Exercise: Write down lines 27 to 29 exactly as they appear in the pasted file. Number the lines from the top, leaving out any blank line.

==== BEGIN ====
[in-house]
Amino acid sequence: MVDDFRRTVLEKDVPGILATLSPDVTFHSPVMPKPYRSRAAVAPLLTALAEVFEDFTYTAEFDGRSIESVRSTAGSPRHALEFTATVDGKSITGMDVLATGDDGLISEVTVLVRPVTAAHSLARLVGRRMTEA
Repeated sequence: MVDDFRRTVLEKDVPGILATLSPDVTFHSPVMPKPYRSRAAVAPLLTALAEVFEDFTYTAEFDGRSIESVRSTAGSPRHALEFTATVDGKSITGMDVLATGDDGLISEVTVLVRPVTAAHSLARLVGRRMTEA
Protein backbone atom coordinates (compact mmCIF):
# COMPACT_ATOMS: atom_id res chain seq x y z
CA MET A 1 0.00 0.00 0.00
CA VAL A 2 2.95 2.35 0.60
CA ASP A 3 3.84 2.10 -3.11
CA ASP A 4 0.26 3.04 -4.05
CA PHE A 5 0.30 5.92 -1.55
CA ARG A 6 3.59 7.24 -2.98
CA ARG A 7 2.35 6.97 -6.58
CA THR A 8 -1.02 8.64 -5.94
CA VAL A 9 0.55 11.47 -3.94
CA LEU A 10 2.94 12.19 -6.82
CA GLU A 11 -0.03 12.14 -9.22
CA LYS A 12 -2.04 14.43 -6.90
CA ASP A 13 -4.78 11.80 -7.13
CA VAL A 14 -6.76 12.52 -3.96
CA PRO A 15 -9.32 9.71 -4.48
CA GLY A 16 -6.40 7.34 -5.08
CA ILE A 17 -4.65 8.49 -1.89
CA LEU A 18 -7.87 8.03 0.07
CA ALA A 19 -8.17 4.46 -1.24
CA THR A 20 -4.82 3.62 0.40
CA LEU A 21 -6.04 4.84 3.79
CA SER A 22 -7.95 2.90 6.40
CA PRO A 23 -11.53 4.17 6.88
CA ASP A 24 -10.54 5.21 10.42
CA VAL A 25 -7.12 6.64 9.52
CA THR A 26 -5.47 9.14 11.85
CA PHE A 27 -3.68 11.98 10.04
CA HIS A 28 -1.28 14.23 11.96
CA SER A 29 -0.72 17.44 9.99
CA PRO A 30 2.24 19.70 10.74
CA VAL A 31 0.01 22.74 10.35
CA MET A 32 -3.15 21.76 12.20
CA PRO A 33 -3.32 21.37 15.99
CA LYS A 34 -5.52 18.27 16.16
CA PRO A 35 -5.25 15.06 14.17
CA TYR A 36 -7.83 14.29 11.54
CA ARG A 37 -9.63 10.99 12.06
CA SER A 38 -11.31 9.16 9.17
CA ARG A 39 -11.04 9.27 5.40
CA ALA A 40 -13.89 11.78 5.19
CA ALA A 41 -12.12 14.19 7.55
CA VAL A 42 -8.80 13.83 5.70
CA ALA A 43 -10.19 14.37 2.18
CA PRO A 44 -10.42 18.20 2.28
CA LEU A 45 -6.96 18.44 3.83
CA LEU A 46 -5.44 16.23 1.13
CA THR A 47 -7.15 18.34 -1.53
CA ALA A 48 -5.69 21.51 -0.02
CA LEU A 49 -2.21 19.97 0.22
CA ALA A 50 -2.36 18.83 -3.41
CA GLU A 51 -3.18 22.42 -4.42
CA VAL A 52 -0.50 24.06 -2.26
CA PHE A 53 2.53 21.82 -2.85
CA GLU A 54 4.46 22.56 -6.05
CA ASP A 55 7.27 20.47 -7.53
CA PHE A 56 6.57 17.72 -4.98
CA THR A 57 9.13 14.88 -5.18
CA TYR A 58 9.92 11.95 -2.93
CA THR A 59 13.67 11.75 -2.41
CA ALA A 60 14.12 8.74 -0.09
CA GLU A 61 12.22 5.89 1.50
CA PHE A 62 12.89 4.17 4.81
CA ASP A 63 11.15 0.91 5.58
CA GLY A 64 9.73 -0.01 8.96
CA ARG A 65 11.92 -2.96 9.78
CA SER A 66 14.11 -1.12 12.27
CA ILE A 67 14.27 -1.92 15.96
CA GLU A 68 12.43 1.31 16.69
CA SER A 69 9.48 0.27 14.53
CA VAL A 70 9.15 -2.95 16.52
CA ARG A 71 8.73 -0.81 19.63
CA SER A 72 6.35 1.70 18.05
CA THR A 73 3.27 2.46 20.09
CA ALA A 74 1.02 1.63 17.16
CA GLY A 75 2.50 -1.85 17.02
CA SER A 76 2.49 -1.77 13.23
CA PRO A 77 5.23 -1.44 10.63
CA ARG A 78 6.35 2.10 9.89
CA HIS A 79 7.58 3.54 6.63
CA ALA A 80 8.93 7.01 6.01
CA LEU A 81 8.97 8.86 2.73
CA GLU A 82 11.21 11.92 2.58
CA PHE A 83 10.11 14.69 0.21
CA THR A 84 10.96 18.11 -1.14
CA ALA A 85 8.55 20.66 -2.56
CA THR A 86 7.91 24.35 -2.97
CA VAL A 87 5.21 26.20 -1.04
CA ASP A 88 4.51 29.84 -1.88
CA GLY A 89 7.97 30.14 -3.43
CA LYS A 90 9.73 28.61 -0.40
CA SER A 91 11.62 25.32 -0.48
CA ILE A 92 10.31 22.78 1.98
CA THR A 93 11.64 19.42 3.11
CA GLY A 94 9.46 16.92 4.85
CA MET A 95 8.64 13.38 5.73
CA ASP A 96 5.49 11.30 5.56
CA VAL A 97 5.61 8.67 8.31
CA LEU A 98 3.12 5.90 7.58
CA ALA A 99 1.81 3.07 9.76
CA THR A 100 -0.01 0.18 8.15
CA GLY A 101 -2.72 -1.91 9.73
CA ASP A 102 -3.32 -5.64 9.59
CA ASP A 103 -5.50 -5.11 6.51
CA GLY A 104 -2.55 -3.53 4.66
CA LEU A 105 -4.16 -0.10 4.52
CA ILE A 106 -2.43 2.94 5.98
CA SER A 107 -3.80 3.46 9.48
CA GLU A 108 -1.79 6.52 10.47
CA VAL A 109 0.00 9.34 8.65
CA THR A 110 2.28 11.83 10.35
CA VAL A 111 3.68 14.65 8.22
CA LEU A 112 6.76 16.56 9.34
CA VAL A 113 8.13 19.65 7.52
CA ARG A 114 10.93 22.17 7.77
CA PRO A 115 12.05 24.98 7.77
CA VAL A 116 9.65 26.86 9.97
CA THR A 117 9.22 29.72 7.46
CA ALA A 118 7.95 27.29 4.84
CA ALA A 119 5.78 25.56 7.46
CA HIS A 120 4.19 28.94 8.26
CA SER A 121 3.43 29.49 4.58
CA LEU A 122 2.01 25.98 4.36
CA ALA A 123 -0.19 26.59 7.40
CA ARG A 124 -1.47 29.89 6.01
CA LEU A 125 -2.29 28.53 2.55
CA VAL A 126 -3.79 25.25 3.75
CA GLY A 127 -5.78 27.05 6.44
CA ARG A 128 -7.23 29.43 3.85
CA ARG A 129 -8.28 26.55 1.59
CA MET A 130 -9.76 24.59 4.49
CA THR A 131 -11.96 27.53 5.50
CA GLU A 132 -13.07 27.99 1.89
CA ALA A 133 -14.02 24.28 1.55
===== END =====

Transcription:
CA SER A 22 -7.95 2.90 6.40
CA PRO A 23 -11.53 4.17 6.88
CA ASP A 24 -10.54 5.21 10.42